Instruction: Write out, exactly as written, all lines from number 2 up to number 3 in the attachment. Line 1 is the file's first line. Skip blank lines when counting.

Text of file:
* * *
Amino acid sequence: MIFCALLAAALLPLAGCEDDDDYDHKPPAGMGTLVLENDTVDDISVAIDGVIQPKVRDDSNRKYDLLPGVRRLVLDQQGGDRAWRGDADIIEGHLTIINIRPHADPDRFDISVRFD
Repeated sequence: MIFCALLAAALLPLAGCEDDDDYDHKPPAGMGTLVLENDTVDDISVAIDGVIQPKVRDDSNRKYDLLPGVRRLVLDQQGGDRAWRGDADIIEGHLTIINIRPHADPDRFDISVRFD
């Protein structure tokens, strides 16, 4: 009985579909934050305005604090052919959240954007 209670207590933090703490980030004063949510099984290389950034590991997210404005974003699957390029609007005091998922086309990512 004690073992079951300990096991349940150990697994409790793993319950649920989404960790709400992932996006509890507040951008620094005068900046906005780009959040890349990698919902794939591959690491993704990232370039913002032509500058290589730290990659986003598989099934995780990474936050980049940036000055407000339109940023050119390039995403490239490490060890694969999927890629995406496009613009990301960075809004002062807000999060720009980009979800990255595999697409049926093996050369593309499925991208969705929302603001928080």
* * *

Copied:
Repeated sequence: MIFCALLAAALLPLAGCEDDDDYDHKPPAGMGTLVLENDTVDDISVAIDGVIQPKVRDDSNRKYDLLPGVRRLVLDQQGGDRAWRGDADIIEGHLTIINIRPHADPDRFDISVRFD
């Protein structure tokens, strides 16, 4: 009985579909934050305005604090052919959240954007 209670207590933090703490980030004063949510099984290389950034590991997210404005974003699957390029609007005091998922086309990512 004690073992079951300990096991349940150990697994409790793993319950649920989404960790709400992932996006509890507040951008620094005068900046906005780009959040890349990698919902794939591959690491993704990232370039913002032509500058290589730290990659986003598989099934995780990474936050980049940036000055407000339109940023050119390039995403490239490490060890694969999927890629995406496009613009990301960075809004002062807000999060720009980009979800990255595999697409049926093996050369593309499925991208969705929302603001928080």